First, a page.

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LSD and the Popular Perception of Psychedelics

The Chance for a Fresh Approach


LSD is easily stereotyped. Shadowy experiments, anti-drug propaganda, and aggressive shaming of counter-culture lifestyles produced an environment in which serious discussion of psychedelics in the mainstream medical and commercial space was next to impossible for many years. Now, coinciding with the trending legalization of cannabis, we’ve seen the beginnings of a deconstruction of stigma and misinformation around controlled substances as a whole. This presents a rare opportunity examine how the modern popular perception of psychedelics was shaped, and where it can be taken from here.


A Brief Background on LSD

Unlike mescaline or psilocybin, LSD has no storied spiritual history to relate back to ancient cultures. The hallucinogenic properties of LSD were discovered in 1943, with numerous experiments, including the infamous MK-ULTRA, conducted through the 1950’s and 60’s. Despite this, the words LSD and acid evoke nothing so much as the Summer of Love, 1967, and the hippie movement, music, ideals, and resulting counterculture that altered much of western identity. LSD exploded in popularity, fitting perfectly into an already increasing dissatisfaction with the Vietnam War, along with issues of race, gender, and the established social order at large. Helped along by figures such as Harvard Professor Timothy Leary and Novelist Ken Kesey, among others, LSD was touted as a shortcut to enlightenment.

While the consciousness-altering effects of LSD are undeniable, the realities of burnout, flashbacks, cognitive dissociation, and other after-effects of the heavy use advocated by these early acid evangelists into question. While an intriguing and therapeutically valuable substance, the exploration of LSD’s potential was badly hampered by the backlash against these early proponents. Because of its hippie association, society was not ready to see LSD use as anything but deviant.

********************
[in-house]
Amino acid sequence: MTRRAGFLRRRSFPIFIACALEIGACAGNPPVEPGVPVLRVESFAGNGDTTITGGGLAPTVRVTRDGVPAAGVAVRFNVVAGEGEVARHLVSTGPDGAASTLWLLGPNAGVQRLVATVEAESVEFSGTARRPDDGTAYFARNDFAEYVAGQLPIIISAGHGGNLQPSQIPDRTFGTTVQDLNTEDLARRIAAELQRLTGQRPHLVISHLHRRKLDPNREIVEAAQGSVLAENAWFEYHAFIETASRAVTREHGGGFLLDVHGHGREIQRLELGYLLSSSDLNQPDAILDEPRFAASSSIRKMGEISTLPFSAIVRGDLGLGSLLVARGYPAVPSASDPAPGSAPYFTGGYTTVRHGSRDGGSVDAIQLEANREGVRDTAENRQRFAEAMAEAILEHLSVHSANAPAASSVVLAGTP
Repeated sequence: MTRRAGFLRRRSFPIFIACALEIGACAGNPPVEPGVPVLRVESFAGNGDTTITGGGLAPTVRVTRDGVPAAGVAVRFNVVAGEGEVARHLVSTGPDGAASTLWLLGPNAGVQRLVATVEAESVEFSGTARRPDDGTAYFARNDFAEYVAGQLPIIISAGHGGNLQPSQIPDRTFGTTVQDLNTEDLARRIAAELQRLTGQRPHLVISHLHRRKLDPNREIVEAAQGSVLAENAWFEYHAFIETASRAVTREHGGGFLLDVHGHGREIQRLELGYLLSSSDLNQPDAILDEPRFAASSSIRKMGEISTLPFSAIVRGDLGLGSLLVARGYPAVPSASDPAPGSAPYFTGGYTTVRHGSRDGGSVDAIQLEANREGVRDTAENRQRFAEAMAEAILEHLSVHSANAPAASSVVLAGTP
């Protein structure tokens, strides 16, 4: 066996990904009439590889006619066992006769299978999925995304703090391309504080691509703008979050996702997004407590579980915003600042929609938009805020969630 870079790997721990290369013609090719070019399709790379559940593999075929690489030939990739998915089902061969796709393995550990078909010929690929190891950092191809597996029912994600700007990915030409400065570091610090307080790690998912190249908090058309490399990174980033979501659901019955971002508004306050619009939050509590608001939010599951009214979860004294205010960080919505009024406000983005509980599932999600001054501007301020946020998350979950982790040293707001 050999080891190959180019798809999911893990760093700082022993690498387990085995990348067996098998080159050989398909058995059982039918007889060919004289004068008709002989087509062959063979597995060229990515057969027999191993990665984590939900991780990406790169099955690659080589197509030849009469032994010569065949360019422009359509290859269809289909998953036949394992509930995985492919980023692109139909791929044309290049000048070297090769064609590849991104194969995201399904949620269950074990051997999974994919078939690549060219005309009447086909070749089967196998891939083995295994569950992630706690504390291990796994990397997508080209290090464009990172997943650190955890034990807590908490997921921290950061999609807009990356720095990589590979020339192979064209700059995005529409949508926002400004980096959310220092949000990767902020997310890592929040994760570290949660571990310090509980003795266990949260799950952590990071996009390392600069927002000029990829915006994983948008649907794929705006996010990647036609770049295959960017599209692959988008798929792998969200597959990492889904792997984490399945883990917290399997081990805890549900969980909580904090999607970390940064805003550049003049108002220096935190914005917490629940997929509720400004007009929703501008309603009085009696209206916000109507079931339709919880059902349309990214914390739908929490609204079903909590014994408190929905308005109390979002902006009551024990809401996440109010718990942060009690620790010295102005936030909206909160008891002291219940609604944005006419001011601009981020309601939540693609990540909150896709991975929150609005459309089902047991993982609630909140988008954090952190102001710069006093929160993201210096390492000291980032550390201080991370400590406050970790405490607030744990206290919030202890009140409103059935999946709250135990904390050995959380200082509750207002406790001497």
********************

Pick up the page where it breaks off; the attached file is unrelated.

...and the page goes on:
Overcoming Stigma with Science

Though the times have changed, the image psychedelic users as unwashed, out-of-work, and directionless has persisted in both in popular culture and the halls of power thanks. A four-decade lull in research followed the criminalization of popular hallucinogens.[1] Fortunately, serious work has recently recommenced into the therapeutic possibilities.

According to a study by The Harm Reduction Journal done in 2019, “full-dose psychedelics appear to aide in the relief of severe, chronic psychiatric conditions (e.g. depression, anxiety, PTSD) … but can also put participants under considerable psychological risk.”[2] The focus of the study was a cross-section of benefits and challenges associated with microdosing LSD and psilocybin. It was conducted retrospectively and anonymously, with the goal of acting as an empirical framework for future pharmacological experimentation. Important to note is the fact that the resulting data is based on reported outcomes, rather than being medically confirmed.

Some users report improved focus, energy, and creativity. Others reported an increase in anxiety, impaired mood, or a general psychological discomfort. Illegality was, unsurprisingly, at the top of the list of challenges.

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The Next Phase for LSD

Like so many of the anecdotal accounts of psychedelic use for self-medication, this study does not prove anything comprehensive. It is a landmark solely because of its thoroughness and comes on the heels of an earlier study in PLOS One comparing groups of experienced and inexperienced microdosers across the full psychedelic spectrum.

It’s unlikely the average patient is going to be swapping their antidepressants for hallucinogens any time in the near future. Both studies are adamant that more controlled research is needed. What’s undeniable is the possibilities. The potential to rewrite psychopharmacology as science may have been present within arm’s reach for decades in LSD, and centuries in substances like psilocybin and mescaline. Prejudices are beginning to give way to research, which may give way to new opportunities for the medical and commercial exploitation of these substances. We may have been ignoring this because of a cultural divide caused in part by the very substances that hold the key.

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